Pope Benedict XVI Resigns in Rare Move
Benedict XVI’s papacy will end on Feb. 28, the Pope himself announced on Monday.
The first pontiff to retire in six centuries, Benedict XVI made the shocking announcement in Latin during an “ecclesiastical council discussing the canonization of the martyrs of Otranto,” the Italian news agency ANSA reported.
The 85-year-old Pope cited his ingravescentem aetatem, or advanced age, as one of the reasons for his decision.
“Well aware of the seriousness of this act, with full freedom I declare that I renounce the ministry of Bishop of Rome, Successor of Saint Peter, entrusted to me by the Cardinals on 19 April 2005,” the Pope said.
Benedict XVI admitted that his strength deteriorated “in the last few months.”
“Dear Brothers, I thank you most sincerely for all the love and work with which you have supported me in my ministry and I ask pardon for all my defects,” the Pope said.
The announcement was received by the Cardinals “with an astonished silence and a sense of loss,” ANSA reported.
“It was a bolt out of the blue,” Italian cardinal Angelo Sodano, the dean of the College of Cardinals, said.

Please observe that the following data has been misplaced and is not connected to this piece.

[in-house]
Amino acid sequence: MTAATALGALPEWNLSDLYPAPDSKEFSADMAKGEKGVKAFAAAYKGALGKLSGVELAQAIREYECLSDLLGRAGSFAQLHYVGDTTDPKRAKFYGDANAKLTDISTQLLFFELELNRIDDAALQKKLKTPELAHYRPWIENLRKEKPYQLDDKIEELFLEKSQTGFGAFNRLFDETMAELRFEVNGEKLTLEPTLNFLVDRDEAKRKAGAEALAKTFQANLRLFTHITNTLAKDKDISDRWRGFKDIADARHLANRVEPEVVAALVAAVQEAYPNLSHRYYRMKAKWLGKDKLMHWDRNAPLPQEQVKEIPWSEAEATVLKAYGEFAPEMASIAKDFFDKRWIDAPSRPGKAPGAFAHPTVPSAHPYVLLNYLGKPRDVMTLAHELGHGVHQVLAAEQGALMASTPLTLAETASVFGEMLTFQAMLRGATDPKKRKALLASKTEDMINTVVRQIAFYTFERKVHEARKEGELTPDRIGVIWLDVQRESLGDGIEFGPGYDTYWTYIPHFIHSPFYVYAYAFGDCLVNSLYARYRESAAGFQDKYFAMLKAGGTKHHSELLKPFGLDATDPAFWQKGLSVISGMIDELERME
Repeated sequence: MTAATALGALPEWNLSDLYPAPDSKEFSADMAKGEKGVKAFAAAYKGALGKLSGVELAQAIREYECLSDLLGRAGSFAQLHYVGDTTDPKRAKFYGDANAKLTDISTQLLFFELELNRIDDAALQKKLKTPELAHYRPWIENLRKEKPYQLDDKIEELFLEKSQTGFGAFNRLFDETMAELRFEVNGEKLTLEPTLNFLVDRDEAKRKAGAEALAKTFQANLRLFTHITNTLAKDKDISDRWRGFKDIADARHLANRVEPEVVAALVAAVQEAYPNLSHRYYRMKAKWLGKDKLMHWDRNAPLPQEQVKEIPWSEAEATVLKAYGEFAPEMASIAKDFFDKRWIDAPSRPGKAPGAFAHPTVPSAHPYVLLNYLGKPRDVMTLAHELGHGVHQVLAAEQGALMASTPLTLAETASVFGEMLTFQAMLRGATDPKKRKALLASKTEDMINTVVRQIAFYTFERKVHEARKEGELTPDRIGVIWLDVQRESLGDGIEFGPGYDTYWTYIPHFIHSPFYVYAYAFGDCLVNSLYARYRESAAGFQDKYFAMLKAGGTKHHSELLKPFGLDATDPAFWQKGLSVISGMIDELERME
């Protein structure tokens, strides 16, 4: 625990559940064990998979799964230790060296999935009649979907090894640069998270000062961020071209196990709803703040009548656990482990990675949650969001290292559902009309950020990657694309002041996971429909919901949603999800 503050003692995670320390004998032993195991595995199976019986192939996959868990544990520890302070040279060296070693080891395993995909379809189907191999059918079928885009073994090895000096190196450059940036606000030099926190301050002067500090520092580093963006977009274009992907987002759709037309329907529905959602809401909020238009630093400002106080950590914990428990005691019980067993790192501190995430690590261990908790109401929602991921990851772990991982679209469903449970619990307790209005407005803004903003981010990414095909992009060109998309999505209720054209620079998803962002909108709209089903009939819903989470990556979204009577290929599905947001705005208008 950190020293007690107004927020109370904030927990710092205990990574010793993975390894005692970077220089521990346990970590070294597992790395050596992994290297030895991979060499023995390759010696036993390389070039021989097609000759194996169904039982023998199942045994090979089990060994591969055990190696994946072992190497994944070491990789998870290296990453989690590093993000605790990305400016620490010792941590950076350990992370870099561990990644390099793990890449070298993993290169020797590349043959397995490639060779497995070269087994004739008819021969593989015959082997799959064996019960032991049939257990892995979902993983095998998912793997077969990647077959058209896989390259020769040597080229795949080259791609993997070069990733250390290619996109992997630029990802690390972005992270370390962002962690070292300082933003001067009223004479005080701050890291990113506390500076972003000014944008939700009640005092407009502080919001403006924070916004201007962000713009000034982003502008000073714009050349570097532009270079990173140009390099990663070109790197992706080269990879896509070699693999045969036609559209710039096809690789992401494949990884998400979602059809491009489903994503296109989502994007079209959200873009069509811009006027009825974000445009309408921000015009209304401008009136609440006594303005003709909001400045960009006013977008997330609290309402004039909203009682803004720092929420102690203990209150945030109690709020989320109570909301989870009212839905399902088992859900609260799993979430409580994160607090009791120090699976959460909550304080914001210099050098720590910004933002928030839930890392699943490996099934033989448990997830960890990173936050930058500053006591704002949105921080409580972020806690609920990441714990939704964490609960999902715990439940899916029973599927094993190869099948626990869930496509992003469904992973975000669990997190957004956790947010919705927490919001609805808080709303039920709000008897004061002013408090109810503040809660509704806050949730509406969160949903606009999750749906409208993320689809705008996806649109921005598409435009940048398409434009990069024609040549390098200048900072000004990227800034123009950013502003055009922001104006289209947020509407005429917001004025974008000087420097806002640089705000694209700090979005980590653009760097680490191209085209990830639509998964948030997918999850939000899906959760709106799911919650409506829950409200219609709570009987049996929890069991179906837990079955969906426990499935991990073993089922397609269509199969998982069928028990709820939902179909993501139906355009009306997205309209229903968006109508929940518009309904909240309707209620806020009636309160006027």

The number popes who have resigned has been estimated as high as 10, but the evidence is limited. Most recently (although it was hardly recent at all) Gregory XII resigned at the end of the Western Schism and a new pope was elected in 1417.
Born on April 16, 1927, in Marktl am Inn, Germany, as Joseph Ratzinger, Benedict XVI is said to suffer from joint pain and rheumatism.
Last year he started using a cane and recently appeared to have trouble reading the text of an address he delivered in Rome.
The Pope is also suffering from chronic atrial fibrillation, but refuses to take his prescribed anticoagulant medication, his doctors said.
A top-secret, leaked Vatican document, published last year by the Italian daily Il Fatto Quotidiano, predicted the Pope’s death by November 2012.
The anonymous report revealed that Benedict XVI was secretly working on his succession, having chosen Milan cardinal Angelo Scola as the next Pope.
Indeed, cardinal Scola is regarded by global Vatican watchers as the favorite to succeed Benedict.
Cardinal Peter Turkson of Ghana and Cardinal Oscar Rodriguez Maradiaga of Honduras are also in the frame.
The papacy will be vacant as of Feb. 28, 2013, at 8 pm Italian time.
“A Conclave to elect the new Supreme Pontiff will have to be convoked by those whose competence it is,” Benedict XVI told the Cardinals.
Image: Pope Benedictus XVI during the general audience in S. Peter, Vatican City on the 26th March, 2008. Credit: Broc/Wikimedia Commons.